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Dublin: 18 °C Monday 13 July, 2020
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Helicopter crash makes 2010 worst year in Afghan War

Elections could help coalition forces determine how much longer they’ll keep troops in Afghanistan as death toll mounts.

Image: Brennan Linsley/AP/Press Association Images

NINE NATO TROOPS HAVE been killed in a helicopter crash in southern Afghanistan, making 2010 the deadliest year for western troops so far in the war.

After nine years at war, at least 529 coalition troops have been killed in Afghanistan so far this year. Last year had been the deadliest at that point in the war, with 521 troops killed, according to iCasualties.

The nationalities of today’s casualties has not been released, but the Telegraph cites military sources as saying the dead are not British. NATO said there were no reports of enemy fire before the aircraft came down.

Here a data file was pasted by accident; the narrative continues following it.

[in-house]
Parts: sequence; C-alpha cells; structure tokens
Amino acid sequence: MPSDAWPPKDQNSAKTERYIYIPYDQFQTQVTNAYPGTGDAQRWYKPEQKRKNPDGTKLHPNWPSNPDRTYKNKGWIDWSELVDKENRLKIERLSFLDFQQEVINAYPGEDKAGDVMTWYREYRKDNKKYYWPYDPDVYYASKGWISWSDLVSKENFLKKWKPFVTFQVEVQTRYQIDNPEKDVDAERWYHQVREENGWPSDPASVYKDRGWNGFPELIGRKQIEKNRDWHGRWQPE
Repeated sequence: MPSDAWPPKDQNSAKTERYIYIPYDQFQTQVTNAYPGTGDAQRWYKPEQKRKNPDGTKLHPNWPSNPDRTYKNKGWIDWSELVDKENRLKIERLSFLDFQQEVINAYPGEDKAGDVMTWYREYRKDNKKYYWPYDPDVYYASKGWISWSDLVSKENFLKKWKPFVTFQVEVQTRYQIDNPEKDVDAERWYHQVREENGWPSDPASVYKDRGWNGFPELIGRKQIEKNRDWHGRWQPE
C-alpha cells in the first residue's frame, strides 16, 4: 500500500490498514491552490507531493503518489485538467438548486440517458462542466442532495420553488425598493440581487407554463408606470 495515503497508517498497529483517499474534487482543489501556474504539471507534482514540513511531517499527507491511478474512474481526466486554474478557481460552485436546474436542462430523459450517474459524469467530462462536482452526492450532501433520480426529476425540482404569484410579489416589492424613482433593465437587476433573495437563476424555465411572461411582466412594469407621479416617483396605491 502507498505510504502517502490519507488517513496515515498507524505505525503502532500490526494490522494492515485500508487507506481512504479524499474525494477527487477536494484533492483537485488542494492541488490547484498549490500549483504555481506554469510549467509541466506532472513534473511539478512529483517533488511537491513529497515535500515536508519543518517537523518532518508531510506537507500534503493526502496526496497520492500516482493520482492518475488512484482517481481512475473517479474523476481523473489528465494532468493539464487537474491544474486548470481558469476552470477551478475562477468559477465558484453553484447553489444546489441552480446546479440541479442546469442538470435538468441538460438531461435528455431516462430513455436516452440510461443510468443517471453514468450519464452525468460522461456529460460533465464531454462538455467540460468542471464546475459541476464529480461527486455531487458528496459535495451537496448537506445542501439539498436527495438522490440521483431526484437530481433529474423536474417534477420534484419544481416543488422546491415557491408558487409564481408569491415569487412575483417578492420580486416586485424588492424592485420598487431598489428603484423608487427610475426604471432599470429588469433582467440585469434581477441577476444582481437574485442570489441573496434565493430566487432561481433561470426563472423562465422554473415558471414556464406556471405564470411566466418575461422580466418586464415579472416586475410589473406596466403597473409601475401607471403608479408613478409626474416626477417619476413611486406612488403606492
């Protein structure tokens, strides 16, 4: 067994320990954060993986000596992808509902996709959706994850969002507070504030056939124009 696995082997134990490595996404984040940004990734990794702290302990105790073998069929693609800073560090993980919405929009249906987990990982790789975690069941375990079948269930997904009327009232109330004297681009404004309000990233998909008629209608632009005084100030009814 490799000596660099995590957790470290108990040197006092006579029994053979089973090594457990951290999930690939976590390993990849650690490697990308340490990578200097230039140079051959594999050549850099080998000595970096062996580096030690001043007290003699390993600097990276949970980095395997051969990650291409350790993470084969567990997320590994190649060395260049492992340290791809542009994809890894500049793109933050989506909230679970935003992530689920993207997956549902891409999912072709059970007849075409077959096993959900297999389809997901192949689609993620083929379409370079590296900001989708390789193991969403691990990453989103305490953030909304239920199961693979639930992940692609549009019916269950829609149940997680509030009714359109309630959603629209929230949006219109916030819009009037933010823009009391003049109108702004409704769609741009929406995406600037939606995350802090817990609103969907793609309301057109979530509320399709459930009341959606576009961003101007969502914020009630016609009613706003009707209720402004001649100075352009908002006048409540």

Election impact

The crash comes as the Taliban steps up its campaign of violence, intended to disrupt the Afghan parliamentary elections from going ahead. Violence against civilians and the military have soared in recent months, according to the New York Times.

Allegations of fraud have dogged the elections, with reports of irregularities surrounding vote cards and the indelible ink used to mark the fingers of people after voting. A poll watchdog has reported receiving at least 2,988 formal complaints, and a further 1,700 verbal complaints, about the elections.

The count is expected to continue for weeks, but the process of holding the elections could impact on how long remaining coalition forces plan to keep their troops in the country.

Some coalition forces have already begun their withdrawal. Dutch troops went home in August, while Canadian and German forces will begin withdrawing next year. Obama is due to hold his Afghan war strategy review in December.

British forces handed over operations for an area of the deadly Helmand province to US troops earlier this week. One-third of British troop losses since 2001 occurred there.

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